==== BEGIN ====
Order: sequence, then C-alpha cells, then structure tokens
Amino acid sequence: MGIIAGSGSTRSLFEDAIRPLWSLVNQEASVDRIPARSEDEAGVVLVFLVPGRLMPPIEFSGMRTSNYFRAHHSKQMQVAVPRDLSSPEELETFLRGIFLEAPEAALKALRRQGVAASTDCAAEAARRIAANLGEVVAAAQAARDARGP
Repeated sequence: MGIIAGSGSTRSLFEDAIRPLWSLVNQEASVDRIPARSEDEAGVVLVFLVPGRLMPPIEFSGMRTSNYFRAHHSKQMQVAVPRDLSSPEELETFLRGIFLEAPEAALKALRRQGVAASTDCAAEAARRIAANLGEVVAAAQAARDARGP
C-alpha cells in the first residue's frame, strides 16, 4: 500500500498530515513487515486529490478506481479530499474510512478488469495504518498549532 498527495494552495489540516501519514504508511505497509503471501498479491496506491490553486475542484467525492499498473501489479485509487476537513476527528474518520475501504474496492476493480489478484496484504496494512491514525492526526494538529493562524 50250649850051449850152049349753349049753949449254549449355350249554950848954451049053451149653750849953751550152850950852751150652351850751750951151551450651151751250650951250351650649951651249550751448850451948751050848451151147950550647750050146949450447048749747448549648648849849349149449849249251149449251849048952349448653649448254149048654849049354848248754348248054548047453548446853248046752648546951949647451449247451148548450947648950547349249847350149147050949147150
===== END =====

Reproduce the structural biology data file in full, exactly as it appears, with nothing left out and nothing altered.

Order: sequence, then C-alpha cells, then structure tokens
Amino acid sequence: MGIIAGSGSTRSLFEDAIRPLWSLVNQEASVDRIPARSEDEAGVVLVFLVPGRLMPPIEFSGMRTSNYFRAHHSKQMQVAVPRDLSSPEELETFLRGIFLEAPEAALKALRRQGVAASTDCAAEAARRIAANLGEVVAAAQAARDARGP
Repeated sequence: MGIIAGSGSTRSLFEDAIRPLWSLVNQEASVDRIPARSEDEAGVVLVFLVPGRLMPPIEFSGMRTSNYFRAHHSKQMQVAVPRDLSSPEELETFLRGIFLEAPEAALKALRRQGVAASTDCAAEAARRIAANLGEVVAAAQAARDARGP
C-alpha cells in the first residue's frame, strides 16, 4: 500500500498530515513487515486529490478506481479530499474510512478488469495504518498549532 498527495494552495489540516501519514504508511505497509503471501498479491496506491490553486475542484467525492499498473501489479485509487476537513476527528474518520475501504474496492476493480489478484496484504496494512491514525492526526494538529493562524 50250649850051449850152049349753349049753949449254549449355350249554950848954451049053451149653750849953751550152850950852751150652351850751750951151551450651151751250650951250351650649951651249550751448850451948751050848451151147950550647750050146949450447048749747448549648648849849349149449849249251149449251849048952349448653649448254149048654849049354848248754348248054548047453548446853248046752648546951949647451449247451148548450947648950547349249847350149147050949147150